Brew­ing lat­est home hobby to catch on with pub­lic


Since South Africa’s dry lock­down started in midmarch, pineap­ple sales have in­creased by 900 per cent. With bars and bot­tle shops closed, many have fallen back on home­brew­ing to quench their thirst. Home­made pineap­ple beer, an es­tab­lished favourite, is the re­sound­ing bev­er­age of choice. In Jo­han­nes­burg, peo­ple once bought 10,000 pineap­ples per day — that num­ber has surged to 100,000 and prices for the fruit have more than dou­bled.

From the Zulu mfula mfula to Afrikaans py­nap­pel­bier, At­las Ob­scura re­ports, the “quite pleas­ant” drink re­quires just a hand­ful of in­gre­di­ents: pineap­ples, sugar, water and an op­tional sprin­kling of baker’s yeast to jump-start fer­men­ta­tion. Un­der dif­fer­ent cir­cum­stances and us­ing milled grains and hops rather than trop­i­cal fruit, Canada is ex­pe­ri­enc­ing its own home­brew­ing resur­gence.

Like many of the crafts peo­ple have been im­mers­ing them­selves in dur­ing lock­down — such as sewing, sour­dough and wood­work­ing — home­brew­ing in­volves go­ing back to ba­sics and fo­cus­ing on fun­da­men­tals. Mak­ing some­thing from scratch re­quires pa­tience and ded­i­ca­tion to the jour­ney as much as the fin­ished ob­ject.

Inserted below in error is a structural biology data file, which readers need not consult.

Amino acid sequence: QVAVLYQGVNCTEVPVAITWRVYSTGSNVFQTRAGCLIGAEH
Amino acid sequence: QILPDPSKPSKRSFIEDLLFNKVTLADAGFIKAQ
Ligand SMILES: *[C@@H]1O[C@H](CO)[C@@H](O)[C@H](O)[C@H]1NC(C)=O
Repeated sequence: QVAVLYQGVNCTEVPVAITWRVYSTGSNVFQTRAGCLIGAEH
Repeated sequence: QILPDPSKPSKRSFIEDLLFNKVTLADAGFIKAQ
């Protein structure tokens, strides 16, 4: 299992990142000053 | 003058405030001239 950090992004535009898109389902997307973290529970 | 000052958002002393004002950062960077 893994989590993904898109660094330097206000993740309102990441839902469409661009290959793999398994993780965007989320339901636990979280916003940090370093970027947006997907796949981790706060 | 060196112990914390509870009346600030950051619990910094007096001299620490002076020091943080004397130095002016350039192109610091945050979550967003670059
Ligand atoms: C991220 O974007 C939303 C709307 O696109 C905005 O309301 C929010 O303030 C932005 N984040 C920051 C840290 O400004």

For Chris Jans of Dart­mouth, N.S., mak­ing his own beer is a source of great sat­is­fac­tion. He’s been home­brew­ing for more than a decade, and now — as man­ager of on­line home­brew sup­ply store Brewhq — he’s ded­i­cated to help­ing oth­ers learn the craft.

“There’s that urge to know the process from start to fin­ish,” says Jans. “It’s a fun hobby and it’s cost-ef­fec­tive, which is a nice bonus. But af­ter it’s all said and done, to drink your beer and share it with your friends — when we can get to­gether again — is a mat­ter of pride.”

Since March, Brewhq has sold four times as many kits, equip­ment and in­gre­di­ents than it nor­mally would.

When the craft beer boom be­gan in the early 2000s, some home­brew­ers made the jump from am­a­teur to pro­fes­sional mi­cro­brew­ery op­er­a­tions. Oth­ers stopped brew­ing al­to­gether, as fresh and in­ter­est­ing beer be­came read­ily avail­able.

Brewhq ships across Canada, and Jans has seen de­mand swell across a range of prod­ucts and styles: From en­try-level kits that in­clude every­thing you need to brew your first batch of beer, to ad­vanced all-grain brew­ing sup­plies; and from easy-drink­ing Cana­dian red lager, to cit­rusy West Coast IPA.

Jans has been sur­prised by the num­ber of peo­ple look­ing for a chal­lenge. Whereas a be­gin­ner might typ­i­cally start with an ex­tract kit or par­tial mash — us­ing malt ex­tract, crushed grains and hops — peo­ple have been by­pass­ing sim­pler meth­ods in favour of all­grain brew­ing.

“When you’re all-grain brew­ing, you’re brew­ing like a mi­cro­brew­ery would — straight from grain. We’re notic­ing that more and more peo­ple are jump­ing to that top level, whereas 13 years ago when I got started, you took baby steps.”

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